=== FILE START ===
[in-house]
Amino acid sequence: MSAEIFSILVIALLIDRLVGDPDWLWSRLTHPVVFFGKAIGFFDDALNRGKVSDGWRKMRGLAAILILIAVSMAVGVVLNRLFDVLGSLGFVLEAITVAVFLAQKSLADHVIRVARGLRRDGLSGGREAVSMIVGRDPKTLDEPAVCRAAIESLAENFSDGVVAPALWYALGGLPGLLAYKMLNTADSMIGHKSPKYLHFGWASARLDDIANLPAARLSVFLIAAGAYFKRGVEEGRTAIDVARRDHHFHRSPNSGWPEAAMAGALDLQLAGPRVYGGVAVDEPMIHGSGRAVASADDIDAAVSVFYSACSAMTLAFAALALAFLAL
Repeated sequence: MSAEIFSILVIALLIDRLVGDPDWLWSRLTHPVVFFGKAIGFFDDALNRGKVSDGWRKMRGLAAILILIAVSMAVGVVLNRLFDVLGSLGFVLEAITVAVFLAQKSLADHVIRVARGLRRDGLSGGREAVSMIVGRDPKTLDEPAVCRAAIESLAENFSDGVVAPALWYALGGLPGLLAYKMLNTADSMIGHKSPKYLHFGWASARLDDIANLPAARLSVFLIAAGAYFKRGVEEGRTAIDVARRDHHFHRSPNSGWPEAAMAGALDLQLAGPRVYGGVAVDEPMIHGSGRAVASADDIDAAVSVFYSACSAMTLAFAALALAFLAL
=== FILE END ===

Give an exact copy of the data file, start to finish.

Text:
[in-house]
Amino acid sequence: MSAEIFSILVIALLIDRLVGDPDWLWSRLTHPVVFFGKAIGFFDDALNRGKVSDGWRKMRGLAAILILIAVSMAVGVVLNRLFDVLGSLGFVLEAITVAVFLAQKSLADHVIRVARGLRRDGLSGGREAVSMIVGRDPKTLDEPAVCRAAIESLAENFSDGVVAPALWYALGGLPGLLAYKMLNTADSMIGHKSPKYLHFGWASARLDDIANLPAARLSVFLIAAGAYFKRGVEEGRTAIDVARRDHHFHRSPNSGWPEAAMAGALDLQLAGPRVYGGVAVDEPMIHGSGRAVASADDIDAAVSVFYSACSAMTLAFAALALAFLAL
Repeated sequence: MSAEIFSILVIALLIDRLVGDPDWLWSRLTHPVVFFGKAIGFFDDALNRGKVSDGWRKMRGLAAILILIAVSMAVGVVLNRLFDVLGSLGFVLEAITVAVFLAQKSLADHVIRVARGLRRDGLSGGREAVSMIVGRDPKTLDEPAVCRAAIESLAENFSDGVVAPALWYALGGLPGLLAYKMLNTADSMIGHKSPKYLHFGWASARLDDIANLPAARLSVFLIAAGAYFKRGVEEGRTAIDVARRDHHFHRSPNSGWPEAAMAGALDLQLAGPRVYGGVAVDEPMIHGSGRAVASADDIDAAVSVFYSACSAMTLAFAALALAFLAL